A partial eclipse of the sun will be visible from Lincoln as the moon will pass between the sun and the earth from 8am to 9.30am on Tuesday, January 4.
The moon will block 75% of the sun just after 8am and will appear as a crescent across the UK skies.
But people could damage their eyesight and even risk blindness if they look directly at the eclipse, the government’s Chief Medical Officer Sally Davies warned.
“Under no circumstances should people look directly at the sun during a partial eclipse,” said Davies.
“The risks of doing so are very real and could lead to irreversible damage to eyesight and even blindness.
“Children are particularly vulnerable as they may be tempted to take a peek. We would urge parents to explain the danger to their children.
“We would not wish to see another case like the young boy who lost his vision back in October 2005 through looking directly at a partial eclipse in his school playground.”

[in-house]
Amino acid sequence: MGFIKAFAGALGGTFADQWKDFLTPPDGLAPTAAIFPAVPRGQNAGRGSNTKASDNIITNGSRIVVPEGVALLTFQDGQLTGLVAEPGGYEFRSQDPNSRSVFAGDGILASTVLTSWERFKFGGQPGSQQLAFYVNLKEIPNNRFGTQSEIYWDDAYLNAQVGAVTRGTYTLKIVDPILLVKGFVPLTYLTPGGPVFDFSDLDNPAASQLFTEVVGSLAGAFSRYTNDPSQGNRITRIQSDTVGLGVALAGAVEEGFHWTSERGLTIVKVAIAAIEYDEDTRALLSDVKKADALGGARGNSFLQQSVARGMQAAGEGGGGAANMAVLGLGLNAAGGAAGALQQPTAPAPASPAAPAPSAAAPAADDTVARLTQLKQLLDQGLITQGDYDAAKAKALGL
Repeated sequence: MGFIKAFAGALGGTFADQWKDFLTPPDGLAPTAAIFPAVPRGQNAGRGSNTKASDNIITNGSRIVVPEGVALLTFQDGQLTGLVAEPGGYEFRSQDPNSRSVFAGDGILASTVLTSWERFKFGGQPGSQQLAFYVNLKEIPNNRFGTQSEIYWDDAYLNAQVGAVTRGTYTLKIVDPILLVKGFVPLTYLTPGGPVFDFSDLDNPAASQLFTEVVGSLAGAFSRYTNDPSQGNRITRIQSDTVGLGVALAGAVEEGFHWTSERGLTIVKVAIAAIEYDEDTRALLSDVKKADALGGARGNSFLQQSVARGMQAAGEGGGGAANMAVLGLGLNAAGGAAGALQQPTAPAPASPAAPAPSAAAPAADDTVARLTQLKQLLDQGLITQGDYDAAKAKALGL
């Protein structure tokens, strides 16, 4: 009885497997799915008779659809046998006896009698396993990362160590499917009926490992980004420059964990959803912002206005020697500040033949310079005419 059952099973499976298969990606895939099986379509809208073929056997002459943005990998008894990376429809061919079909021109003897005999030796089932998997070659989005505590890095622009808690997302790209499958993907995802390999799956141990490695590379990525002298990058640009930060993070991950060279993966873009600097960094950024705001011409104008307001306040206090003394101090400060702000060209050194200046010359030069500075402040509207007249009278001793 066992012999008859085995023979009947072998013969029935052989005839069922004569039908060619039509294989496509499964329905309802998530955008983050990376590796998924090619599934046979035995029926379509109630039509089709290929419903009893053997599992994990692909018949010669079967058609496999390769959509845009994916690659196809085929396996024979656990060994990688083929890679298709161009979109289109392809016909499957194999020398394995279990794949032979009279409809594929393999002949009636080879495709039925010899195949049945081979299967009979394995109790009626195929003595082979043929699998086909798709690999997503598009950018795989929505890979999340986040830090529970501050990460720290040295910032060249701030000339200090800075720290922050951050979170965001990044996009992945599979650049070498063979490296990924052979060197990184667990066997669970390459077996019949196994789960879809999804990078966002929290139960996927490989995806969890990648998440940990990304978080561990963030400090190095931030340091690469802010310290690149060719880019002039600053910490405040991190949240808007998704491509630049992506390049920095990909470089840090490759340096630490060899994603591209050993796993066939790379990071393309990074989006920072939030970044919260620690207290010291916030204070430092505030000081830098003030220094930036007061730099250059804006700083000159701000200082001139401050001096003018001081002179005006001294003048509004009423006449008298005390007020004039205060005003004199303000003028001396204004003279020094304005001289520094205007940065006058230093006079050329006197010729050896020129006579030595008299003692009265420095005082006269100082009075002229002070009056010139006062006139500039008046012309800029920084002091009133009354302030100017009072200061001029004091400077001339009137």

Anita Lightstone, Programme Director UK Vision Strategy, from the Royal National Institute of Blind People, added:
“It is vital that people take the issue of eye safety seriously.
“People who look directly at the sun, even for as little as five seconds, risk permanent eye damage, even blindness.”
The safest way to watch the eclipse is on the television or live webcasts on the internet, experts have advised.
Observing the eclipse directly through a telescope, binoculars or camera is not safe under any circumstances, they say.
In addition, sunglasses, and photographic film are also wholly inadequate and should not be used to view the eclipse.
Only specially designed solar filters (bearing appropriate CE mark) can be used to safely view the eclipse directly.
There won’t be a similar eclipse until January 2028, when the sun will set while 60% eclipsed.